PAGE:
Are loads back? The distribution industry was agog when news filtered out last week that the Bajpai committee set up by the Pension Fund Regulatory and Development Authority (PFRDA) had recommended a 50 basis points (bps) charge on the National Pension System (NPS) point of sale. A quick backgrounder: The Bajpai committee was set up to find out why the low-cost NPS is not popular with the retirement corpus-targeting Indian. Less than 50,000 people have handed over about Rs 100 crore of funds to NPS in the two years it has been thrown open to the Indian public. In contrast, equity funds have gathered a net of Rs 470 crore of retail money in the past 12 months despite the absence of a load on the product.
NPS, found the committee, is not doing well due to several reasons, including lack of a government push to the scheme and lack of incentive to the entity selling the product. A single advertisement from PFRDA resulted in 4,000 consumer calls, documents the report, and a much stronger public awareness campaign would generate demand. But even the demand generated has not been adequately converted into consumers, the committee believes, due to lack of an efficient incentive to the point of sale. The current structure levies a flat charge of Rs 60 and then Rs 20 for each transaction. At the entry level, this puts a cost of 1% for the entry-level subscriber on Rs 6,000 annual subscription that falls to a minimum of 0.33% in subsequent years for one contribution, but is 1.33% for four contributions. The flat charge, says the committee, is unfair to the lower-ticket investor as costs drop dramatically with every Rs 1,000 of investment. Of course, this is a partial view of the product. If we add all the costs, including annual management fees, NPS is still the lowest-cost product in the market. But we’re looking at just the issue of transaction cost here.
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So, are loads back? No. Let’s differentiate between a load and a transaction cost. A load is the distribution cost embedded into the product that may or may not be disclosed to the consumer. A transaction charge is levied on the investment and is paid in addition to the amount invested; for instance, the broker charge for a stock buy or sell. From what I understand of the recommendation, the committee is not talking of embedding the 50 bps cost into the price of the product, but as a separate charge. This is no different than the mutual fund no-load rule, except that the committee has put a number to the cost of distribution that it thinks is fair.
Will this lead to churning? No. A distributor can churn the investor by encouraging him to switch between funds and earn the 0.5% charge several times a year. NPS has a no-cost fund switch option—the investor can request a switch between a badly performing fund to a better-performing one once a year. Nor can the distributor encourage the investor to redeem the entire corpus in NPS and reinvest (earning him 50 bps on the whole amount) into another product because NPS has a lock-in till age 60. Redemption before that is not allowed without a large amount getting converted into an annuity, effectively making it a product difficult to churn.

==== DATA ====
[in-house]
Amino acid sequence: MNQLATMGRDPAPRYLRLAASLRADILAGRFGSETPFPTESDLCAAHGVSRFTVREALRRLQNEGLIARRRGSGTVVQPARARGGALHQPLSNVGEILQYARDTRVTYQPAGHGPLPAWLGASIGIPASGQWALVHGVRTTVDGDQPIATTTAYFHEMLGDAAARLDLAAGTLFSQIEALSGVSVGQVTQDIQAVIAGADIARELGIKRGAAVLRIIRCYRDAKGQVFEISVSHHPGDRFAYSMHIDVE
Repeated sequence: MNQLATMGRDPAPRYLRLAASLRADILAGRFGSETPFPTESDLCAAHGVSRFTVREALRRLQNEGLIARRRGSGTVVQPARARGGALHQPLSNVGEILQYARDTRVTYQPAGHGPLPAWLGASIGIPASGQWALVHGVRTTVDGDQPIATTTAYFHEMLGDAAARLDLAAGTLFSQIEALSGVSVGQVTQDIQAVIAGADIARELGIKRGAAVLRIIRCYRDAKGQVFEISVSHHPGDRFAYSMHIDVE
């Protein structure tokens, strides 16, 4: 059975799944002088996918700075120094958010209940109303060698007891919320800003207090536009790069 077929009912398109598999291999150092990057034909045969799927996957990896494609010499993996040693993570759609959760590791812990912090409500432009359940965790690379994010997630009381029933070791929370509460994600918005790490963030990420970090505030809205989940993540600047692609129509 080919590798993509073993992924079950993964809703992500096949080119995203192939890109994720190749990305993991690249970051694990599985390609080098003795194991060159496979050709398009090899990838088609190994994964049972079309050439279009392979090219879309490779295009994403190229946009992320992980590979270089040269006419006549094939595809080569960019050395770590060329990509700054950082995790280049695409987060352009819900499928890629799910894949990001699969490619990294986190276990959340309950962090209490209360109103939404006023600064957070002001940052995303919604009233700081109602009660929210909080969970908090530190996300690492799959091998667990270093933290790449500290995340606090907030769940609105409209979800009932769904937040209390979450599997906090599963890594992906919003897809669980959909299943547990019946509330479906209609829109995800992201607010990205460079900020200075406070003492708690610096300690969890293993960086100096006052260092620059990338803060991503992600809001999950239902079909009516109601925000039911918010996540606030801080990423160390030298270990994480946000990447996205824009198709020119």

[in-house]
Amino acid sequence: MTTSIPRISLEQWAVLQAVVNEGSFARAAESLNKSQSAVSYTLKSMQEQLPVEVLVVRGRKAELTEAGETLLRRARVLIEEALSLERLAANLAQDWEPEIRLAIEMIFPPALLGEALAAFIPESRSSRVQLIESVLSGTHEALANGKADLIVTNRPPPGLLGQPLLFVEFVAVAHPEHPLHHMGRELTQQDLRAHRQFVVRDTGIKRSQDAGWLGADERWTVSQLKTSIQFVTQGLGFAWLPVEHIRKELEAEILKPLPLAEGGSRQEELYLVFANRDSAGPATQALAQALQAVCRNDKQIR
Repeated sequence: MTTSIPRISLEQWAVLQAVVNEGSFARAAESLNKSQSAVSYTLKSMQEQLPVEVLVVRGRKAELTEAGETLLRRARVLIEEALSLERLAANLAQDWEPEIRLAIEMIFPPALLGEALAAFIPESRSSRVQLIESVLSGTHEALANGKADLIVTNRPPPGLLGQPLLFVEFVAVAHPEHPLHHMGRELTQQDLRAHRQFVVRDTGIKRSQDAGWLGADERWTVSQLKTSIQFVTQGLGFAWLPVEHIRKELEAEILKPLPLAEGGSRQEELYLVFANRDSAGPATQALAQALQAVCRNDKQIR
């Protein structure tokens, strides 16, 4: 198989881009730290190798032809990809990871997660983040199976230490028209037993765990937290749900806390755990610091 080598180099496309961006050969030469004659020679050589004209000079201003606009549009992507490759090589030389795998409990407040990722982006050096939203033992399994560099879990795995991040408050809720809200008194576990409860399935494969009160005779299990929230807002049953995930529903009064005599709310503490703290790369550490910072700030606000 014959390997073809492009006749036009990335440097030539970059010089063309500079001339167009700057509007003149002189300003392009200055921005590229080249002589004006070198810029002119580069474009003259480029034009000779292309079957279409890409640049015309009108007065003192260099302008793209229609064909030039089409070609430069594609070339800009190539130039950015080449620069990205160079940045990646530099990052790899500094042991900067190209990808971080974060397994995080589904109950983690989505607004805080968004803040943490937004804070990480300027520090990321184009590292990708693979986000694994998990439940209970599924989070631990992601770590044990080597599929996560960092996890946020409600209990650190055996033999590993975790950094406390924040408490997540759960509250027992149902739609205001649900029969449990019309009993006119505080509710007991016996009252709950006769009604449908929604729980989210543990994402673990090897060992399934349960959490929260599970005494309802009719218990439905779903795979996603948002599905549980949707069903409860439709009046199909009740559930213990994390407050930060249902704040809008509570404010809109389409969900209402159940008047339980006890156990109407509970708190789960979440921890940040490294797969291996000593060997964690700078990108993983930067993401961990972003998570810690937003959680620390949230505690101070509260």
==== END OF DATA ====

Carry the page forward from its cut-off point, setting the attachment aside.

Will this sell NPS? The incentive is too little to get the distributor who wants the 2% load back interested—you’ll hear more of the “it does not even cover my cost of petrol” argument. Nor will it stop the nudge to the NPS-seeking investor to other higher transaction-cost carrying products. From the distributor’s point of view, the insurance product is still paying about 8-10% upfront commission and mutual funds are dipping into their expense ratios and capital to pay between 50 bps and 1%. The distributor will go on maximizing his income and a person asking for NPS will be sold an endowment insurance policy that is still carrying a hefty commission cost. The only way to effectively fix mis-selling, that the committee is equally worried about, is to get in a basic set of advisor regulations that will be the same for all products. At the minimum, they will establish the suitability of the product sold to the person who is buying. Then the varying incentive structures will not skew the seller nudge.
What this recommendation may do is to settle the question of what is the government view on a reasonable transaction cost. The retail financial products market has been waiting for some clarity on how to price this post the no-load world after 2009. What it may do is to establish the maximum transaction fee in the market at 50 basis points for retail financial product sales. Of course, portals and brokers with a large online presence can go on reducing this till they hit the bottom of Rs 20 per transaction. I would recommend removing this lower band and letting the market go to zero transaction cost.
Monika Halan works in the area of financial literacy and financial intermediation policy and is a certified financial planner. She is editor, Mint Money, and can be reached at firstname.lastname@example.org